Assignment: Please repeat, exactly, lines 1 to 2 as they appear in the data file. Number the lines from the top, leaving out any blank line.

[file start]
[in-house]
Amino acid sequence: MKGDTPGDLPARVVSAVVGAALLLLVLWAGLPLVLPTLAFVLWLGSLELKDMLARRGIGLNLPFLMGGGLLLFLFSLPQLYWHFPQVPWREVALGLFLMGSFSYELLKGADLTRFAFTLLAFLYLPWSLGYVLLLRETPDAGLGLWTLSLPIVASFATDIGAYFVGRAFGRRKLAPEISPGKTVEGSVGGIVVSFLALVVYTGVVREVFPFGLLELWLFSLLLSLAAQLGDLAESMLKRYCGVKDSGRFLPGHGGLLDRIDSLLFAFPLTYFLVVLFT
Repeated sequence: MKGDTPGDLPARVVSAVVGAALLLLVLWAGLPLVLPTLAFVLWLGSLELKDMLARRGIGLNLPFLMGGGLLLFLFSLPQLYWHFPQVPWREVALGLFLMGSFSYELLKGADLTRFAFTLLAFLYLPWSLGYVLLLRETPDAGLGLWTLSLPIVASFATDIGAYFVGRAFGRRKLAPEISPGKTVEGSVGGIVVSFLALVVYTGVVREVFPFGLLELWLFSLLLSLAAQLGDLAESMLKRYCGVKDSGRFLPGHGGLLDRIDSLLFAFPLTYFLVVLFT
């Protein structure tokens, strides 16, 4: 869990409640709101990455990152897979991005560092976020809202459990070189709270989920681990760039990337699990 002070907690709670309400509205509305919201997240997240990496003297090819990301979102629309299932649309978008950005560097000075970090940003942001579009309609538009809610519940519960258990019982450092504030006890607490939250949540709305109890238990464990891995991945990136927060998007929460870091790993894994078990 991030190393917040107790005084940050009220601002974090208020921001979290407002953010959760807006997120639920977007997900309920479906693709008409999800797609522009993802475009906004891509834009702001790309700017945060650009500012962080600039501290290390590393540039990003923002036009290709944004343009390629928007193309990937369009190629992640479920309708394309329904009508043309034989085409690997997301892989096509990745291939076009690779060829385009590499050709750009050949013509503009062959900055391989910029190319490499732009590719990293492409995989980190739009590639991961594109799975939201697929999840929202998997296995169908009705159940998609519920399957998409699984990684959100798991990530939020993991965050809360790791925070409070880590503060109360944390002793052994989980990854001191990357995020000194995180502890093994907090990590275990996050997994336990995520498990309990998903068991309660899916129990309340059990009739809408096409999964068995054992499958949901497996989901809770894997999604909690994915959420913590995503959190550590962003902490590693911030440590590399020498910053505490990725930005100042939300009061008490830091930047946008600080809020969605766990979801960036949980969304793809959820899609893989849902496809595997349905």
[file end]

[in-house]
Amino acid sequence: MKGDTPGDLPARVVSAVVGAALLLLVLWAGLPLVLPTLAFVLWLGSLELKDMLARRGIGLNLPFLMGGGLLLFLFSLPQLYWHFPQVPWREVALGLFLMGSFSYELLKGADLTRFAFTLLAFLYLPWSLGYVLLLRETPDAGLGLWTLSLPIVASFATDIGAYFVGRAFGRRKLAPEISPGKTVEGSVGGIVVSFLALVVYTGVVREVFPFGLLELWLFSLLLSLAAQLGDLAESMLKRYCGVKDSGRFLPGHGGLLDRIDSLLFAFPLTYFLVVLFT